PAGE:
The 7 Houseplant Care Essentials I Use Everyday

As a proud parent of 52 plants.

We independently research, test, review, and recommend the best products—learn more about our process. If you buy something through our links, we may earn a commission.

Jenny's editor's favorites lead image.

Product: Amazon; Graphic: Amy Sheehan for MyDomaine

Our editors are all homebodies, that's for certain. As resident lovers of all things home and design, they have tried a lot of home products in their day—and they're letting you in on their favorites. As part of our series, Happy at Home, our editors take the stage to share some of their personal favorite products in their homes and accompanying stories they carry.

The first set of houseplants I ever bought were all dead within a month.

At a sidewalk farmers' market in New York City, I purchased three succulents and a leafy plant labeled "tropical foliage." I brought them home and immediately replanted them in painted planters, placed them in areas of the room I thought received decent light, and began watering on a schedule. But soon, the leaf tips soon turned brown, the succulents started to shrivel, and they were all dead.

I would've sworn I was caring for them perfectly and they were just dying to spite me. The reality is that I was caring for them, but I wasn't meeting their needs. I wasn't listening to my plants. I gave my plants what I thought they needed—not what they actually needed.

The secret to plant care is not to pray you wake up with a green thumb—it's to have the right tools to tell you what your plant needs.

Flash forward six years and I have upwards of 50 plants. The secret to plant care is not to pray you wake up with a green thumb—it's to have the right tools to tell you what your plant needs. The right tools are like translators, allowing plants to communicate their needs in a language you understand. That way, you can give your plants what they actually need.

Here are the 7 tools that I use to give my jungle of plants what it needs to thrive.

Plantstraws Brass Plant Straw

plant straws in use


I love caring for my plants, but 52 plants is a lot of watering needs to keep track of. The solution to the watering demands is Plantstraws, a Swedish company that ships globally. Using a slim, curved tube that has one end in the pot and the other end in a jar of water, the plant straw keeps potting soil evenly moist by delivering a consistent supply of water via a cord inside the tube. I use plant straws for my plants that require consistently moist soil. I only have to add water to the water-supply jar every other week, and the plant straw takes care of the rest.

Remiawy Long Spout Watering Can

For the first few years of plant parenthood, I watered my plants with a Pyrex measuring cup. I dealt with a lot of spilling and wet foliage until I got this watering can. It holds enough water for me water soak 10 to 15 plants, and the long, narrow spout lets me water the plant at its base.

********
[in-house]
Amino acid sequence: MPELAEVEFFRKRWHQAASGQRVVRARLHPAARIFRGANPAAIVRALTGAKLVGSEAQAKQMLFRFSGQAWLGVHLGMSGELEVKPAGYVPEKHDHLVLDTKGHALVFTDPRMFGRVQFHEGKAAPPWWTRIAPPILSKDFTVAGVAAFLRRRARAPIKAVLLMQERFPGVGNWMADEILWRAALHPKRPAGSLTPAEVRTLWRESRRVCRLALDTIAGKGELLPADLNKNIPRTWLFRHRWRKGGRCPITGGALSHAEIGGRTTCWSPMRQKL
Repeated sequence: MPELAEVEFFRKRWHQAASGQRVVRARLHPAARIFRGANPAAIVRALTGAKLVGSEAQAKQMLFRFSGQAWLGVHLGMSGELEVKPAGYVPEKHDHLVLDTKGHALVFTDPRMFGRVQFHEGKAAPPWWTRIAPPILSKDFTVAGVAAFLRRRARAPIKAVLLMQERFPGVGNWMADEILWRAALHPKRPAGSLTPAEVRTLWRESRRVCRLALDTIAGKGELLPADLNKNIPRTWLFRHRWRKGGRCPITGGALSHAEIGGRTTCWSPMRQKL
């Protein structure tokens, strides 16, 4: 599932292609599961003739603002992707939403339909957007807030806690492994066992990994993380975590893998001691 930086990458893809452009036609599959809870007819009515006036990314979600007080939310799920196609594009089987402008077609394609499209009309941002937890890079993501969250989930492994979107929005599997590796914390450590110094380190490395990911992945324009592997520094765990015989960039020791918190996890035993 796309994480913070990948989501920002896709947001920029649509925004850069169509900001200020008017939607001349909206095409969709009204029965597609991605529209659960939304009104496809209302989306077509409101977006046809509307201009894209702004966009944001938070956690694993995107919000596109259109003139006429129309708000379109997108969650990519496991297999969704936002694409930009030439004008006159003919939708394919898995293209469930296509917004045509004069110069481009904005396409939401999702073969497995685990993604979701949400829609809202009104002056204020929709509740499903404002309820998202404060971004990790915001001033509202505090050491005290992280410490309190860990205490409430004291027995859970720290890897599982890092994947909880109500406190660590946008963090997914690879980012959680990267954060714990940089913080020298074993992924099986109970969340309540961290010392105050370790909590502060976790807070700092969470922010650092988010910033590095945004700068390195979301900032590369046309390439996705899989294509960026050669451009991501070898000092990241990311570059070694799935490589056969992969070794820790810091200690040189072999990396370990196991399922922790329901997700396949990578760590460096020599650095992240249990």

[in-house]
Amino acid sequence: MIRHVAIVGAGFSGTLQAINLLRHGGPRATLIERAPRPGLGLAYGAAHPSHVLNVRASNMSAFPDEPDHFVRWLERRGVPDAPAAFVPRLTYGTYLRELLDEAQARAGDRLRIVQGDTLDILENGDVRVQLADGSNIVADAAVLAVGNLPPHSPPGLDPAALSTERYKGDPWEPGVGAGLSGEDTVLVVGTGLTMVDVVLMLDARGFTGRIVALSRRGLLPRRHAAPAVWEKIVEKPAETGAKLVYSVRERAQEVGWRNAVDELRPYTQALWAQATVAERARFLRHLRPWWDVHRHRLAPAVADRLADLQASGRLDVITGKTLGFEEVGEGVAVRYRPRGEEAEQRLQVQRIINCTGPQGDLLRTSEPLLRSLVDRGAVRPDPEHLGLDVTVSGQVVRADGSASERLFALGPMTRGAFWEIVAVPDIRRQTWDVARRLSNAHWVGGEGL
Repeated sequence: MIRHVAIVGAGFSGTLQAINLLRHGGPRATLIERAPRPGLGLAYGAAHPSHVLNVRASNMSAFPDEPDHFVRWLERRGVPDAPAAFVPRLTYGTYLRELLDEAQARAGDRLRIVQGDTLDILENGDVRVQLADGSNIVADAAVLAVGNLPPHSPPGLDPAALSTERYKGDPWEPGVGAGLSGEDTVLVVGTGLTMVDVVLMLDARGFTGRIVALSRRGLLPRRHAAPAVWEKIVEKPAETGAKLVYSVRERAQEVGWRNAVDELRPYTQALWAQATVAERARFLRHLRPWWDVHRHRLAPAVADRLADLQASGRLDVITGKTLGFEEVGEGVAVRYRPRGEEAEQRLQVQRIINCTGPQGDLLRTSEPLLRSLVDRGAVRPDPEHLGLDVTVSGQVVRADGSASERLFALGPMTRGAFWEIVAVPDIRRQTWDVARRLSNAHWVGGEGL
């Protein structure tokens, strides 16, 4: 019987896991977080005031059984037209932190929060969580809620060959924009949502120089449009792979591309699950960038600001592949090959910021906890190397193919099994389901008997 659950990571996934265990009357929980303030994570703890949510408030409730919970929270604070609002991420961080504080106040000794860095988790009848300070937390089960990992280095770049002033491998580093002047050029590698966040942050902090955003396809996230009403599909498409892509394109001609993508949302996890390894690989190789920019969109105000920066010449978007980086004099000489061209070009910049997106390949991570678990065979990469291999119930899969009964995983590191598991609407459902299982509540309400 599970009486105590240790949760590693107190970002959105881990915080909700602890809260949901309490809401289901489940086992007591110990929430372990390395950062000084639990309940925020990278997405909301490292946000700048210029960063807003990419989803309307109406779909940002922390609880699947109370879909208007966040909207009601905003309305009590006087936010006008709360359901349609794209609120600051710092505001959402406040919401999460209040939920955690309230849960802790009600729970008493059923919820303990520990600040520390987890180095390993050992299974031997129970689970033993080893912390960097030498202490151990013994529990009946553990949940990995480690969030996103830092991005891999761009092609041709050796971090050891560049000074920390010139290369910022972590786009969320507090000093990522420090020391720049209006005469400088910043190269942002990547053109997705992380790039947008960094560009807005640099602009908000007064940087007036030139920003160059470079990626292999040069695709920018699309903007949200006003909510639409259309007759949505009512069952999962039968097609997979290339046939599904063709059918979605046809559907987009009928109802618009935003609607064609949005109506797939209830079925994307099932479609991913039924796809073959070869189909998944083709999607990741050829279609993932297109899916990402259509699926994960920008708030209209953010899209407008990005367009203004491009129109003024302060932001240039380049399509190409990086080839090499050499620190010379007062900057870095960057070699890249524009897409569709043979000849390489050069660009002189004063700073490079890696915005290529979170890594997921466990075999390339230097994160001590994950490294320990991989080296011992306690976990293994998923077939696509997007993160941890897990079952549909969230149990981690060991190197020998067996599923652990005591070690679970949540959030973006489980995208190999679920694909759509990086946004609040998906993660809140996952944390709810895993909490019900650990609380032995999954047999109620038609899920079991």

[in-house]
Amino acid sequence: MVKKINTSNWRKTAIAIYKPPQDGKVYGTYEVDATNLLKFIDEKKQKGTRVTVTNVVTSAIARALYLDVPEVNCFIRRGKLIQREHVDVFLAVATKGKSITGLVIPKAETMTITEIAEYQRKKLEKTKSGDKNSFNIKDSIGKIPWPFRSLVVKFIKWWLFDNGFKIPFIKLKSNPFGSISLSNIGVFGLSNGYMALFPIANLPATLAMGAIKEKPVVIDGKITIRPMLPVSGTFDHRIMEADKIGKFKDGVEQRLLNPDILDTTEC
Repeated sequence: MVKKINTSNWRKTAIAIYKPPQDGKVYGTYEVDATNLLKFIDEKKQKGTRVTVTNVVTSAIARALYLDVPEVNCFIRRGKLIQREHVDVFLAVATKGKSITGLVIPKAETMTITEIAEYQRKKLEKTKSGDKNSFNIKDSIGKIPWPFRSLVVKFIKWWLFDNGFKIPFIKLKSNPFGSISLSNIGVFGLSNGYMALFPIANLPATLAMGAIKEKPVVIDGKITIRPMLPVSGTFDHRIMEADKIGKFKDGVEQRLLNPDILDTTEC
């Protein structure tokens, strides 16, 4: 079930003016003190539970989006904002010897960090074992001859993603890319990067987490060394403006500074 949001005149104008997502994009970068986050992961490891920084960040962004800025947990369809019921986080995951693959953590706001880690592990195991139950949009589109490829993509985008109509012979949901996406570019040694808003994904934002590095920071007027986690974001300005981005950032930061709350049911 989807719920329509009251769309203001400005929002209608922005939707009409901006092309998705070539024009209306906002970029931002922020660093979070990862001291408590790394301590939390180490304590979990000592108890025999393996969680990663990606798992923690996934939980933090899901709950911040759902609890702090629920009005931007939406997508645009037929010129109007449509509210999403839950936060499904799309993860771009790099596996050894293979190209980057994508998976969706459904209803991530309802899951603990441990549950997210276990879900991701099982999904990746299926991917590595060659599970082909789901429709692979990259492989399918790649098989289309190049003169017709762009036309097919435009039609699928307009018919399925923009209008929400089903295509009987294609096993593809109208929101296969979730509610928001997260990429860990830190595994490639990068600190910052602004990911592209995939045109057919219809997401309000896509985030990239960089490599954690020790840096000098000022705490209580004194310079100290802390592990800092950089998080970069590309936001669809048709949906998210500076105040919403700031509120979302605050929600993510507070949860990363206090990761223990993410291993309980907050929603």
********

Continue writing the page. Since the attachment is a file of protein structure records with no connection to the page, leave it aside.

The New Plant Parent: Develop Your Green Thumb and Care for Your House-Plant Family

the new plant parent


This book taught me more about plant care than any other fancy coffee table book has. It gets into the more science-y side of plant care—why you shouldn't freak out about yellow leaves, how to think about watering, and why light is the biggest factor affecting your plant. The New Plant Parent isn't just about how to care for a plant, it's about how to think about caring for a plant. It's the difference between learning to read a recipe and learning to cook.

Dr.meter LX1330B Digital Illuminance/Light Meter

Dr.meter LX1330B Digital Illuminance/Light Meter


The biggest game-changer to my plant care was a light meter that told me the exact foot-candles a plant was getting. (Foot-candles is the measurement for light intensity per square foot.) I learned that what I thought was "bright indirect light" was really "no light."

Today I check the light at each spot where I keep a plant to see if it's enough foot candles (there are some general guidelines available online for figuring out the numerical ranges that correspond to the different types of lighting a plant might need). I also check the places where I want to put a new plant. And when there's daylight savings, I check again, since the light has shifted.

Woodpeckers Wooden Dowel Rod 3/16" x 12"

wooden dowel


Really, wooden dowels. You should be poking your soil with a wooden dowel before watering it (i.e., aerating it). As your plant uses up its water supply, the soil shrinks. Then, when it's time to water your plant, sometimes the soil is so compacted that water can't actually get into it, and instead it just runs down the inner wall of the pot and out the drainage hole.

Before every few waterings, I grab a wooden dowel and gentle poke a few holes into the soil to break up the big chunks that are compacted together.

Yzerel Ceiling Hook With Hardware, Set of 2

ceiling hooks


When you run out of table, shelf, and floor space for your plants, you can't just stick them further away from the window and deprive them of needed light. Instead, use the ceiling. Nearly 20% of my plant collection is hanging thanks to the Yzerel ceiling hooks, which can hold up to 50 pounds. They're strong enough that I confidently have a double-layer plant hanger that holds two plants.

Miracle-Gro Water Soluble All Purpose Plant Food, 8 oz.

Miracle-Gro Plant Food

Courtesy of Miracle-Gro

While it's true that your plant will survive without fertilizer, you will see far more growth with fertilizer. You don't need anything fancy. I use Miracle-Gro's all-purpose plant food with an NPK ratio of 24-8-16. (For foliage plants, you want a 3-1-2 ratio to encourage maximum leaf growth.) Since I started fertilizing, just following the instructions on the box, I've got new leaves emerging on every plant.